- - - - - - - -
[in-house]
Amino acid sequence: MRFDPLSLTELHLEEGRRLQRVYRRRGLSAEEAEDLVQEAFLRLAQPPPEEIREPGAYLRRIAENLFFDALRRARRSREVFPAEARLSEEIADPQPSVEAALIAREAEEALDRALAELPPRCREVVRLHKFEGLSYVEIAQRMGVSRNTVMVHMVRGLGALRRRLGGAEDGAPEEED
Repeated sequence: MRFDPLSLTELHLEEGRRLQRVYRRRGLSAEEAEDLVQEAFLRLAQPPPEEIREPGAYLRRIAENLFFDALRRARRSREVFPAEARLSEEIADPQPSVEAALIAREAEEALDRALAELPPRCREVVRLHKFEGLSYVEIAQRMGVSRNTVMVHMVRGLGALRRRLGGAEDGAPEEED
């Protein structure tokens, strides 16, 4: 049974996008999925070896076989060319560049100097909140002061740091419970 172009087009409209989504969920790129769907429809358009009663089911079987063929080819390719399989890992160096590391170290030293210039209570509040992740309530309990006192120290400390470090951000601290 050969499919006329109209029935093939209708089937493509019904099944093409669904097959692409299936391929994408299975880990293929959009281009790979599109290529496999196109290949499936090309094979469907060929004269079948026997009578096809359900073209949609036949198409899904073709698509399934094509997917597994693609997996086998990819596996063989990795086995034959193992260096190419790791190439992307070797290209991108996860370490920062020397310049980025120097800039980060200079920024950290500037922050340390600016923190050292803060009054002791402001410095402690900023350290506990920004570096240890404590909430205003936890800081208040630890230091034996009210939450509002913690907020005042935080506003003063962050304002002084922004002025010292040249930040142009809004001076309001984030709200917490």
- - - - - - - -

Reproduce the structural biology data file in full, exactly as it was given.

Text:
[in-house]
Amino acid sequence: MRFDPLSLTELHLEEGRRLQRVYRRRGLSAEEAEDLVQEAFLRLAQPPPEEIREPGAYLRRIAENLFFDALRRARRSREVFPAEARLSEEIADPQPSVEAALIAREAEEALDRALAELPPRCREVVRLHKFEGLSYVEIAQRMGVSRNTVMVHMVRGLGALRRRLGGAEDGAPEEED
Repeated sequence: MRFDPLSLTELHLEEGRRLQRVYRRRGLSAEEAEDLVQEAFLRLAQPPPEEIREPGAYLRRIAENLFFDALRRARRSREVFPAEARLSEEIADPQPSVEAALIAREAEEALDRALAELPPRCREVVRLHKFEGLSYVEIAQRMGVSRNTVMVHMVRGLGALRRRLGGAEDGAPEEED
């Protein structure tokens, strides 16, 4: 049974996008999925070896076989060319560049100097909140002061740091419970 172009087009409209989504969920790129769907429809358009009663089911079987063929080819390719399989890992160096590391170290030293210039209570509040992740309530309990006192120290400390470090951000601290 050969499919006329109209029935093939209708089937493509019904099944093409669904097959692409299936391929994408299975880990293929959009281009790979599109290529496999196109290949499936090309094979469907060929004269079948026997009578096809359900073209949609036949198409899904073709698509399934094509997917597994693609997996086998990819596996063989990795086995034959193992260096190419790791190439992307070797290209991108996860370490920062020397310049980025120097800039980060200079920024950290500037922050340390600016923190050292803060009054002791402001410095402690900023350290506990920004570096240890404590909430205003936890800081208040630890230091034996009210939450509002913690907020005042935080506003003063962050304002002084922004002025010292040249930040142009809004001076309001984030709200917490």